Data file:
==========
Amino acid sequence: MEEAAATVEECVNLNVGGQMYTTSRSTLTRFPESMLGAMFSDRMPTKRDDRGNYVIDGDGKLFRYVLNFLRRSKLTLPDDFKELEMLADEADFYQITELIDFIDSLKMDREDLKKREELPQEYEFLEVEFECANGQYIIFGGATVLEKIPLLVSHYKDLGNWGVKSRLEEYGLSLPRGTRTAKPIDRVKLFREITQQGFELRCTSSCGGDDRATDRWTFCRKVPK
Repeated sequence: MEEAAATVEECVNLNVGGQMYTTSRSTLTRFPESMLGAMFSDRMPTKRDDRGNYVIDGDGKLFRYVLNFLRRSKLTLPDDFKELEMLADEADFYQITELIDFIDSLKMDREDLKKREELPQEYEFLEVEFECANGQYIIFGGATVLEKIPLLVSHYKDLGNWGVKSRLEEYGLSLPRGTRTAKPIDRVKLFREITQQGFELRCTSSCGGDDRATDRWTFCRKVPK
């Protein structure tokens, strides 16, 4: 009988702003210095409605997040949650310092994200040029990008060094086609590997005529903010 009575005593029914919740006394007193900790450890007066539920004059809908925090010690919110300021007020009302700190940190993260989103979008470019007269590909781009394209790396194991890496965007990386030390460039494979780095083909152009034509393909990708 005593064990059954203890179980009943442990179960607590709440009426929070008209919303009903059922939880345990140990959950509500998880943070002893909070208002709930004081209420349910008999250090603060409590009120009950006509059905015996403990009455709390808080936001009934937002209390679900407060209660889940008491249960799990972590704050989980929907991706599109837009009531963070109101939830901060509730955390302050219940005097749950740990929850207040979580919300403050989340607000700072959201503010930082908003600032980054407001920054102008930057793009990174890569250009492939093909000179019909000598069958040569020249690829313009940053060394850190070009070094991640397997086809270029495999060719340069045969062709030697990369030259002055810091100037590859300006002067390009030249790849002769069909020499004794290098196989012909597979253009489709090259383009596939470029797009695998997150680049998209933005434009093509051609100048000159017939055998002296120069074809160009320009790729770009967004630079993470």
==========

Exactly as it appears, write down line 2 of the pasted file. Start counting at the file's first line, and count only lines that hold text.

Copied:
Repeated sequence: MEEAAATVEECVNLNVGGQMYTTSRSTLTRFPESMLGAMFSDRMPTKRDDRGNYVIDGDGKLFRYVLNFLRRSKLTLPDDFKELEMLADEADFYQITELIDFIDSLKMDREDLKKREELPQEYEFLEVEFECANGQYIIFGGATVLEKIPLLVSHYKDLGNWGVKSRLEEYGLSLPRGTRTAKPIDRVKLFREITQQGFELRCTSSCGGDDRATDRWTFCRKVPK